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General Fusion promotes CFO after CEO’s resignation

Greg Twinney replaces Christofer Mowry effective immediately
General Fusion CEO Greg Twinney | submitted

General Fusion Inc. is promoting from within its own ranks following the departure of its CEO last week.

The B.C. clean energy company revealed July 7 chief financial officer Greg Twinney has replaced Christofer Mowry as CEO effective immediately after the latter’s resignation.

Mowry had led the company after being hired externally since 2017. Twinney, the former CFO of Vancouver-based Hootsuite Inc., joined in 2020. 

The changes in top leadership come as General Fusion ramps up its commercialization efforts for its fusion power technology.

It recently closed a funding round to the tune of US$130 million, bringing its total haul from investors to US$300 million.

A month prior to the close of that fall funding round, General Fusion began relocating its headquarters from Burnaby to Richmond after signing an agreement with Vancouver International Airport to lease a 60,000-square-foot facility on airport property.

The new facility on Sea Island is hosting General Fusion’s corporate offices, as well as many of its engineering labs, and is now serving as the primary site for development of its fusion technology.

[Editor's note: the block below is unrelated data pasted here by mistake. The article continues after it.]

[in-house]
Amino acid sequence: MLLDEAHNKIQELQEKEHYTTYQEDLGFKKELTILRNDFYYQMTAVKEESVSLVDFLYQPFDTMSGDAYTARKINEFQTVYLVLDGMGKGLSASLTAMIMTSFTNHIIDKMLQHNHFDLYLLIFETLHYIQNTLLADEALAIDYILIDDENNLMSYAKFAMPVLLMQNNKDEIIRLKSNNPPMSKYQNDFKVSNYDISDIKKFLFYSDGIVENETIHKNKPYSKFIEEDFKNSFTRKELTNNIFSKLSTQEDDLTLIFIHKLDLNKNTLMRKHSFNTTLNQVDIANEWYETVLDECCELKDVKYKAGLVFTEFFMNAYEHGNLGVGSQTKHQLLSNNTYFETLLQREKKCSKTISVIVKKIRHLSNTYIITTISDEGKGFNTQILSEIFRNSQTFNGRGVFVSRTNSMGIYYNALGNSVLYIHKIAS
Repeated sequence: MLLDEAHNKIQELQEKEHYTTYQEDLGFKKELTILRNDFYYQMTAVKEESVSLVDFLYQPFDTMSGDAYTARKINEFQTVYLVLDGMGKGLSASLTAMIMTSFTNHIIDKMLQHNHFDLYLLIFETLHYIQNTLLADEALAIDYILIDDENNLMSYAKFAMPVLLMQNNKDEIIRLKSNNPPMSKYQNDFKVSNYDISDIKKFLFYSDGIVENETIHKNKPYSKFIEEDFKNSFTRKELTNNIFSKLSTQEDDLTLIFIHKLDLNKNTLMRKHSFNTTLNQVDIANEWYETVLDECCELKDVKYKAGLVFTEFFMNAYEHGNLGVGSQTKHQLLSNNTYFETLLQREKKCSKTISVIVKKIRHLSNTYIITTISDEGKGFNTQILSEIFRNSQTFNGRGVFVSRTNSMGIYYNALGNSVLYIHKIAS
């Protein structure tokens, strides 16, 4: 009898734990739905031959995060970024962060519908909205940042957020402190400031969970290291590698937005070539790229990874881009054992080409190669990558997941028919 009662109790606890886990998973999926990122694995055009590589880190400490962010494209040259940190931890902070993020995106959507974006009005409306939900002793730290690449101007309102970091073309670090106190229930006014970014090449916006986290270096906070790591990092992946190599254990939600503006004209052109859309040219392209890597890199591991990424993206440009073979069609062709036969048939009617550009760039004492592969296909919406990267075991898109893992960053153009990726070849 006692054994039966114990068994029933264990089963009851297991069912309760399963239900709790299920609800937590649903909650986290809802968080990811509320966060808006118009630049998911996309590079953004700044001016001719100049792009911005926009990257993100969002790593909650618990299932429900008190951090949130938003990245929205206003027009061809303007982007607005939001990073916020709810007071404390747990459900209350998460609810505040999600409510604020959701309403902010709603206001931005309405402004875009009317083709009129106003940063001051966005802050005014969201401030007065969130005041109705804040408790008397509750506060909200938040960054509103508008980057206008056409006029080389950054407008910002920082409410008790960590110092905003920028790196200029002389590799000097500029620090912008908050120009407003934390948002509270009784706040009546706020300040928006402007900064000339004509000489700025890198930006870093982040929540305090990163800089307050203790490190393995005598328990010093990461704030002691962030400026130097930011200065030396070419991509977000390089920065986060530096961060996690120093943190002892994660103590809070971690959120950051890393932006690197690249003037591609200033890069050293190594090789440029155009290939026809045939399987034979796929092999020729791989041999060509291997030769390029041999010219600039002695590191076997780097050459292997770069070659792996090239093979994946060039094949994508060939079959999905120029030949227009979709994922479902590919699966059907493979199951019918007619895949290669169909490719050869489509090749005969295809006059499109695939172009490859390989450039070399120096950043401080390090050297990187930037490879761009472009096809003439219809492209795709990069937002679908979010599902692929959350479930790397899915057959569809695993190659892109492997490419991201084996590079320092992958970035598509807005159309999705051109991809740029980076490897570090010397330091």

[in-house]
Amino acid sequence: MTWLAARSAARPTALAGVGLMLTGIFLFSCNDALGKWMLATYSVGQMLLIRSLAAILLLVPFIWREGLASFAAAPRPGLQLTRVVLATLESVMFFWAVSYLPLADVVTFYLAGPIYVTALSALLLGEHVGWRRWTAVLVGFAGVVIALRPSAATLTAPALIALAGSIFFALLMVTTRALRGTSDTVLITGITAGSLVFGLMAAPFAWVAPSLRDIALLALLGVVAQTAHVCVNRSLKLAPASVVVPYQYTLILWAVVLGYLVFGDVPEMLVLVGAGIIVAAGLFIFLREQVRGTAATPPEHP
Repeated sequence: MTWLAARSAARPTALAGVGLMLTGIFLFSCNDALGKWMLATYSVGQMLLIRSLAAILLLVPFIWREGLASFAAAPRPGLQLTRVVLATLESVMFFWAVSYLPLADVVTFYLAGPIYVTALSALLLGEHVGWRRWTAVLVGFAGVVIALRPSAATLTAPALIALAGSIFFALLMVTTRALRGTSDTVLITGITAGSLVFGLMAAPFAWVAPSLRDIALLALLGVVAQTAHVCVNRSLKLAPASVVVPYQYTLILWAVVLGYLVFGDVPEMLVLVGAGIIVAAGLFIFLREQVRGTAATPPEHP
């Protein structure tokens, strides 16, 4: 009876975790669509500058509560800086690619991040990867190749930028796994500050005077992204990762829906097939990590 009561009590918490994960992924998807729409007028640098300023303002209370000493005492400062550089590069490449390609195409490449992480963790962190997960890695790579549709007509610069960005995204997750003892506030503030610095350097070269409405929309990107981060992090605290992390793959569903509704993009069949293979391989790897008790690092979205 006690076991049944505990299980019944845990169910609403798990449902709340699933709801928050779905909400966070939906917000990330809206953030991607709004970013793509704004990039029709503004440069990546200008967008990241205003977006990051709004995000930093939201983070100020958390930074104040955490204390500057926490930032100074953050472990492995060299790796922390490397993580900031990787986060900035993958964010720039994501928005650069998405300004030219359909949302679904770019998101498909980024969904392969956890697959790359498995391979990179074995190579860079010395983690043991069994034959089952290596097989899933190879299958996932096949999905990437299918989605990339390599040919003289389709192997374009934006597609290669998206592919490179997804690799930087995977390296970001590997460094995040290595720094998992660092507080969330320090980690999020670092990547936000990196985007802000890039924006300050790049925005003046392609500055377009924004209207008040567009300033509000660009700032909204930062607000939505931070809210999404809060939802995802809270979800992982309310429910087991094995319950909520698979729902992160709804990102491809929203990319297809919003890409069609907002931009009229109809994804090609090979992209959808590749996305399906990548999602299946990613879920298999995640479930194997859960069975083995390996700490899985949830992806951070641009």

Meanwhile, a prototype fusion power facility, which is expected to be operational by 2025, was previously announced to be under development at the U.K. Atomic Energy Authority’s Culham campus in southern England.

Mowry’s departure comes during a year of significant change in executive leadership within the province’s tech sector.

January alone saw two of B.C.’s $1-billion unicorns replace their CEOs (GeoComply Solutions Inc. and Zymeworks Inc.), while another replaced its CFO (Themis Solutions Inc., better known as Clio).

Stephanie Hollingshead, CEO of Vancouver-based Tech and People (TAP) Network, told BIV at the time that the recent burst of C-suite shuffles was unusual for the province’s tech scene.

A 2021 TAP survey found respondents' average planned headcount growth for last year was 37%, “which is really high,” she said. 

“You think about all the additional hiring needed in a sector that’s growing, and that plays out in additional executive roles as well.”

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